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Horrible Scale and Polish at Dentist

(39 Posts)
LRavenscroft Mon 06-Mar-23 17:08:30

I went for a scale and polish at my dentists the other days and for the life of me I could not cope with the amount of water in my mother. The dental nurse was trying to vacuum up what she could but I was finding it hard to swallow any excess which I have always been able to do in past years. The dentist was very patient and stopped and started and worked as fast as he could but I am still surprised at myself for not managing this. I think it could be a sign of getting older (late 60s). What do other Gransnetters find?

Hetty58 Wed 08-Mar-23 09:19:39

(from one who likes to get her money's worth)
I've just noticed that they've now added 'if clinically needed' on the NHS website. If they suggest a scale and polish - that proves it is needed (before you book the next one):

'Band 1: £23.80
Covers an examination, diagnosis and advice. If necessary, it also includes X-rays, a scale and polish (if clinically needed), and planning for further treatment.'

BigBertha1 Wed 08-Mar-23 09:33:03

We both went to the hygienist's last week and we both felt she had rattled every tooth in our heads. She used to water flosser/cleaner thing and then the metal probe thing - it took ages and i know she was being thorough but it was uncomfortable and she didn't speak a word. Is bedside manner not a thing anymore?

nanna8 Wed 08-Mar-23 09:41:49

One thing I get free is a check up and clean because the insurance actually covers this. Not much else but it’s something at least. I love how clean your teeth feel after a clean and polish. No matter how much I brush myself with my electric toothbrush they still feel mossy after a couple of hours.

lixy Wed 08-Mar-23 09:53:57

Paracetamol a couple of hours before hand, and I put some Bonjela on my gums too and that seemed to help.
New hygienist is lovely - very gentle and thorough - but I still do the preventative pain relief before hand!

aonk Wed 08-Mar-23 11:09:14

I had some treatment last week from a periodontist. I’d gone to the dentist with toothache and an X-ray revealed infection below the gum line. I wouldn’t recommend this treatment but I’ll do anything to maintain my dents health. When I go to the dentist or hygienist I’m a bit “cards on the table” with them. I remind them that the water drill causes me problems and that I have a gag reflex. I find it helps to speak out both before and during treatment. If a particular hygienist causes a problem then ask to change if possible.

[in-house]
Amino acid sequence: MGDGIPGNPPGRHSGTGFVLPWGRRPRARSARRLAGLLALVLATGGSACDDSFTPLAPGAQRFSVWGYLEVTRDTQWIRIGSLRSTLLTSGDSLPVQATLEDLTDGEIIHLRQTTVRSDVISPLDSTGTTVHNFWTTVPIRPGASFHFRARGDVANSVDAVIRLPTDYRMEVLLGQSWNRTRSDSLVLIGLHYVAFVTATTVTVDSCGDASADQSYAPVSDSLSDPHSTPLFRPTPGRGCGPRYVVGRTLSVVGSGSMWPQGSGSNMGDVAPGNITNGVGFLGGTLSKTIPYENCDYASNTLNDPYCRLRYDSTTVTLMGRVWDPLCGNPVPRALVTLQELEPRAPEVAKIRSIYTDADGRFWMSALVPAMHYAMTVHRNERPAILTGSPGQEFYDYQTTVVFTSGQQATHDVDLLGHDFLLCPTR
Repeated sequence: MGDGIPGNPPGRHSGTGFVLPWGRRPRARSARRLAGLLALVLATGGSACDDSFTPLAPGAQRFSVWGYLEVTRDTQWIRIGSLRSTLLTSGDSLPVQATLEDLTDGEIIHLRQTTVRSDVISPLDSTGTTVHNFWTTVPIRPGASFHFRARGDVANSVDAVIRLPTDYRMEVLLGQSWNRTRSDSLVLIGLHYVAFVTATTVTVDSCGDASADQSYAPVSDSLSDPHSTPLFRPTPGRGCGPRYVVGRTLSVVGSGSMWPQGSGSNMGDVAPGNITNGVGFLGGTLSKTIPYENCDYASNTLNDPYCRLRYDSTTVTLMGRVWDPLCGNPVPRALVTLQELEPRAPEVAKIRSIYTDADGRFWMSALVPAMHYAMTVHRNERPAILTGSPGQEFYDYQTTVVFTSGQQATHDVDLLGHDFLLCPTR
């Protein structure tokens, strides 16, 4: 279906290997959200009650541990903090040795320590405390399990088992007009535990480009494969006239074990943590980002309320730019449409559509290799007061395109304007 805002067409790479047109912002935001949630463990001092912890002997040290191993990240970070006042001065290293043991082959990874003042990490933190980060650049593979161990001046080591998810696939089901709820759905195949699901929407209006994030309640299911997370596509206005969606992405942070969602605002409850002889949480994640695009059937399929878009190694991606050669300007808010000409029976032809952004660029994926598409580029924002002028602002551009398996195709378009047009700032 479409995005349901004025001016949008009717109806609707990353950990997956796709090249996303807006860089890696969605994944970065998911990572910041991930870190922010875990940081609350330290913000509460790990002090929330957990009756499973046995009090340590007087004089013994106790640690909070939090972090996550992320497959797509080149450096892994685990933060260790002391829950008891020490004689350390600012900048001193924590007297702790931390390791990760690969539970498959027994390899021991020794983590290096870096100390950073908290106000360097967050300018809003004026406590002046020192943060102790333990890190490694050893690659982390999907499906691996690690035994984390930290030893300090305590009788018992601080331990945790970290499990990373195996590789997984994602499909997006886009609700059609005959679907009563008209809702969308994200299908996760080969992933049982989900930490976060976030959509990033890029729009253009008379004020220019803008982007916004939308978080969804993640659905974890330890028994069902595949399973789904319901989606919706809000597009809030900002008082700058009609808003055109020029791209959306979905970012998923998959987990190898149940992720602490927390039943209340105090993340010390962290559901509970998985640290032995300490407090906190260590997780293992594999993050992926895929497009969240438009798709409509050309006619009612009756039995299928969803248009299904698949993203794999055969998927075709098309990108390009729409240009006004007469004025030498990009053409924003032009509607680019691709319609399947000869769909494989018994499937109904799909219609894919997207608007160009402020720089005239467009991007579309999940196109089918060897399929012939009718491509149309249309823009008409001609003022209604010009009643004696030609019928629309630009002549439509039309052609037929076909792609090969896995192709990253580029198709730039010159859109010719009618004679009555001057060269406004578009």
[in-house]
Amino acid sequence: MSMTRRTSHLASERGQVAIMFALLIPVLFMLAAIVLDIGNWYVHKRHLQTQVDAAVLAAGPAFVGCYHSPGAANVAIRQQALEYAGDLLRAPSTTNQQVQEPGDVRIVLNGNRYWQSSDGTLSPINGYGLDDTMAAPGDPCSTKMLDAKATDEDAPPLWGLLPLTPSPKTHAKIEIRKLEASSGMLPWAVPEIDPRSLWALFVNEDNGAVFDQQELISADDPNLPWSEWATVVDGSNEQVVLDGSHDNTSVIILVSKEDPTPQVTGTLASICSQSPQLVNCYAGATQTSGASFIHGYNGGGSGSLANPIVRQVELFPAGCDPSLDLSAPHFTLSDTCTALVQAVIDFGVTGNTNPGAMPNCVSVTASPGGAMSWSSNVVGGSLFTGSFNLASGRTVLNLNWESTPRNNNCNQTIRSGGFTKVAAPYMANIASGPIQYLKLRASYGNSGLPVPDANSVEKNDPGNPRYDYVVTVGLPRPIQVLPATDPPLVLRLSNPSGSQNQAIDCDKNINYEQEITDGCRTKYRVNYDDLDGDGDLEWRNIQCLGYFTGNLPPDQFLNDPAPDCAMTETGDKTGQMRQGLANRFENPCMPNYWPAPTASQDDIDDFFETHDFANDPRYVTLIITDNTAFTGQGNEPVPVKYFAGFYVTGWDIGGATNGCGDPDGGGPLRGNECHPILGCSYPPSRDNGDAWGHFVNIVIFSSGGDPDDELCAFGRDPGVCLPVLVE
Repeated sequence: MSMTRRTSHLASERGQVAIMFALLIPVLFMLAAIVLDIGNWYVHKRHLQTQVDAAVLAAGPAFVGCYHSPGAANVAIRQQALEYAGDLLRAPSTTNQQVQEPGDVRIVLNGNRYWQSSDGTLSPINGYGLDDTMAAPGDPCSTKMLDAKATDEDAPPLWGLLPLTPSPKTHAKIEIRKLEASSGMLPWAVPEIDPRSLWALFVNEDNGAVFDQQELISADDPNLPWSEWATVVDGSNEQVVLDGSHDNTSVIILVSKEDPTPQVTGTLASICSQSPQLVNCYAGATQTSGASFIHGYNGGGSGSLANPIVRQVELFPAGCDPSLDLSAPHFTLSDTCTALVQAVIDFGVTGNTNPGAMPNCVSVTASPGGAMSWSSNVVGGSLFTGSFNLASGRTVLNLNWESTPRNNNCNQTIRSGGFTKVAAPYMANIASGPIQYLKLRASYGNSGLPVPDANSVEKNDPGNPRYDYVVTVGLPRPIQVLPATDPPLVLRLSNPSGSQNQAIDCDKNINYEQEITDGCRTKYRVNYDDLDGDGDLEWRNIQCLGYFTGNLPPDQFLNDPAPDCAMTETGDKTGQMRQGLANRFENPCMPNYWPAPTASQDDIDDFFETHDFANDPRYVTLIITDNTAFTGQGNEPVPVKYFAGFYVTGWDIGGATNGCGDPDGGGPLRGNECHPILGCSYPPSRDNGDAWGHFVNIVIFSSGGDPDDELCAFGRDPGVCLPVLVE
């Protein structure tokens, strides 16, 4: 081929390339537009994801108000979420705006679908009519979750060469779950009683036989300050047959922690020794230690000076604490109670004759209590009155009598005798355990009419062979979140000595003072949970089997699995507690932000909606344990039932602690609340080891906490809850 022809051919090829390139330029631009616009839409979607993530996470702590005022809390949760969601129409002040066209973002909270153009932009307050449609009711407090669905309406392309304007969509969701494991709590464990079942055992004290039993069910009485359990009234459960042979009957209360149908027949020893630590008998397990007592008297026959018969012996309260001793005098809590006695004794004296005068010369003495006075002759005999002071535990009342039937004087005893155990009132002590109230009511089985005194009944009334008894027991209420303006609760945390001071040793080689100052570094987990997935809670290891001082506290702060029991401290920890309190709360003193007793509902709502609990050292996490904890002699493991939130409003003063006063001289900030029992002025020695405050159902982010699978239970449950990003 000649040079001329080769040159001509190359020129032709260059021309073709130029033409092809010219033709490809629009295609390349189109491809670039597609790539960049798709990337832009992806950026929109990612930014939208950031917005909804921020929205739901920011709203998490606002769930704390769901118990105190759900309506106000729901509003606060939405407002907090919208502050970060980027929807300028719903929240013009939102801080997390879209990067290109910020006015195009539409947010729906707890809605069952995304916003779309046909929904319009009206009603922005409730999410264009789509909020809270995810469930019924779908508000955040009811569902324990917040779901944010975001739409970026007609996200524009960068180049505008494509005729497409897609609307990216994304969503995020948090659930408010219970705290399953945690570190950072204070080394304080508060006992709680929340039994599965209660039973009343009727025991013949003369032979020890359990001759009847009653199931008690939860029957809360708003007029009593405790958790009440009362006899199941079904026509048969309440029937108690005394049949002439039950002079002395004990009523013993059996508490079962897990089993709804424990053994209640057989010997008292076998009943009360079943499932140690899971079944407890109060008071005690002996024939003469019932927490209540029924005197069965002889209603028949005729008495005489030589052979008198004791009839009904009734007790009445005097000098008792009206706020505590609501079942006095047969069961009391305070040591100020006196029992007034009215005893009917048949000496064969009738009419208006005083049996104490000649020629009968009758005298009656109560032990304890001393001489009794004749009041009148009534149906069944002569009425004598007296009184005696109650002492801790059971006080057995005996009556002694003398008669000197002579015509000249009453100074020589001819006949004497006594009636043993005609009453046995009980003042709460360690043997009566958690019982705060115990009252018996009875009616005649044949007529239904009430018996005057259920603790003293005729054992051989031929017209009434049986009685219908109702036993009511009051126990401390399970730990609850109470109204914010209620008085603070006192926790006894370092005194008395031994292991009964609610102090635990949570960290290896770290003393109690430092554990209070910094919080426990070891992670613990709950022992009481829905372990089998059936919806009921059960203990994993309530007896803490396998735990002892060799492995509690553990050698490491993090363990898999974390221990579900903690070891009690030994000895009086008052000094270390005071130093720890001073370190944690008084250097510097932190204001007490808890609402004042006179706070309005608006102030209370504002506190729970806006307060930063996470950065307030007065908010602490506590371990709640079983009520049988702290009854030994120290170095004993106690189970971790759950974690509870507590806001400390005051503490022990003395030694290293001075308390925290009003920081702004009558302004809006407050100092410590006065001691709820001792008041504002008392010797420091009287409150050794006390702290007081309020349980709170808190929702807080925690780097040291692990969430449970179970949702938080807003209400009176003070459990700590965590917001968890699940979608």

aonk Wed 08-Mar-23 11:09:46

Not dents but dental!

harrigran Thu 09-Mar-23 08:31:08

I had a scale without the polish yesterday and I am left with jaggy bits on the back of my lower teeth. I now have a sore tongue because it keeps rubbing the area.
I have a female dentist who is very kind and stops if I raise my hand but lying flat and having all the water in my mouth is a horrible experience.
I took paracetamol an hour before the appointment, seemed to help a little.

MerylStreep Thu 09-Mar-23 08:40:09

My daughter had 3 of those treatments. It sounded like absolute torture, and it cost her £1,700 😱
But it did work. All her infection has gone.

Farzanah Thu 09-Mar-23 09:58:29

My hygienist only uses the water flosser if requested, otherwise as during covid, does manual scraping.
My previous dentist used to scale and polish at a check up, but now going to the hygienist I can see this is done much more thoroughly.

I’d hate to lose teeth because of gum disease.

MayBee70 Thu 09-Mar-23 10:06:22

I have really sensitive teeth and dread having a scale and polish. But I found the water flossing much easier to cope with. I always used to lose a filling every time I had a scrape and polish but this time ( touch wood) my fillings have remained intact.

watermeadow Thu 09-Mar-23 20:03:13

Why do people have this done? I never have. How long does any effect last?

MayBee70 Fri 10-Mar-23 00:19:31

Because some people suffer from a build up of plaque no matter how much they clean their teeth and plaque can lead to gum disease.

Riggie Fri 10-Mar-23 01:00:57

I hate all the water in my mouth, while the nurse seemingly stands there with the suction thing just suctioning fresh air!

A previous dentist (now retired) used a small suction device that hooked over the lip. He always used to give it to the patient - tell us where it was needed and then left it to us to put it in place so it was comfortable and we could tilt it around if water started building up.